Yevamot, Chapter Eleven, Mishnah Six

 

Introduction

As we learned in chapter four, mishnah ten, a woman must wait three months between marriages in order to determine whether a subsequently born child is from the first or second husband.  Our mishnah deals with a case where the woman did not wait and then bore a child seven months after being married to her second husband.  In such a case it is unknown whether the child was a full-term child from the first husband or a prematurely born child from the second husband.

 

Mishnah Six

1)                     If a woman did not wait three months after [separation from] her husband, and married again and gave birth [to a son], and it is unknown whether it is a nine-months child by the first husband or a seven-months child by the second, if she had other sons by the first husband and other sons by the second, these must perform halitzah but may not contract yibbum.  

a)                                 So too he, with their widows performs halitzah but may not contract yibbum. 

2)                     If he had brothers by the first and also brothers by the second,  but not by the same mother, he may either perform halitzah or contract yibbum,

a)                                 But as for them, one performs halitzah and the other may [then] contract yibbum.

 

Explanation

Section one:  In this scenario, it is unclear whether this boy is a paternal brother of the children of the first father or of the second father.  He is a maternal brother to all of them, but only paternal brothers are obligated by the laws of yibbum.  Therefore, should he die without children, his widow must receive halitzah from one brother from the first father and from one brother from the second husband.  They may not perform yibbum lest he was not their paternal brother.  In this case since he is there maternal brother, marrying the widow would be forbidden. 

Similarly, if one of these brothers dies without children, the doubtful-son performs halitzah but not yibbum, lest he was not his brother.

Section two:  If he had brothers from the first husband and the second husband but these brothers were not from his mother, he may have halitzah or yibbum with any of their widows.  With regard to the first husband’s son’s widow, if the first husband was his father, then he is performing yibbum correctly.  If the second husband was his father, then the widows of the children of the first husband are like strangers (non-relatives) to him, and he may marry them.  Note that this is only so if there was only one other son to the first husband.  If he had other sons, his widow must receive halitzah from one of them first, lest the doubtful son was really the son of the second husband.  With regard to the second husband’s son’s widow the same is also true.  Either she is his brother’s widow or a stranger.  In either case he may marry her.  The difference between this case and that in section one is that these brothers do not share the same mother.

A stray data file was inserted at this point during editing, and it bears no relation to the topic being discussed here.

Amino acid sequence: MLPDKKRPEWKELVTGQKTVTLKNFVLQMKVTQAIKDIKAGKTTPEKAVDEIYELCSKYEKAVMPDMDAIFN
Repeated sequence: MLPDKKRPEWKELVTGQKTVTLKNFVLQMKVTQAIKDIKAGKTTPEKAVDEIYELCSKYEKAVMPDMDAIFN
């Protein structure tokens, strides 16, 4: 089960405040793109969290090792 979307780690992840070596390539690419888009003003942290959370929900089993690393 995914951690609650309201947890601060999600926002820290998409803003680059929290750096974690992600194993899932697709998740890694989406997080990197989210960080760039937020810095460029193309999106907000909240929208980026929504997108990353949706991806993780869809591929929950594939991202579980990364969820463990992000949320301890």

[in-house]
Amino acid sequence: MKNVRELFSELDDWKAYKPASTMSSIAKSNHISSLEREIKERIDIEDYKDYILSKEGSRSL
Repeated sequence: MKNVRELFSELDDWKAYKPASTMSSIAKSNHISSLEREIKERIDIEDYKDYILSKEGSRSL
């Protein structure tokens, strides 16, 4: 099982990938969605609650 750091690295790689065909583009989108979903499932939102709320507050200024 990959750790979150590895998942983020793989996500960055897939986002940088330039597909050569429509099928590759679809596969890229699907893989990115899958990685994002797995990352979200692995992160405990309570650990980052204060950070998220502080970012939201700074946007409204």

If he (the doubtful-son) dies, then one brother from one father must perform halitzah and then the other can have yibbum.  The second one may have yibbum because if he was his brother, then she is his brother’s widow, and yibbum is allowed.  If he was not his brother, then she was not his brother’s widow, but she is permitted since she has already received yibbum from her brother-in-law (the son of the other husband). 

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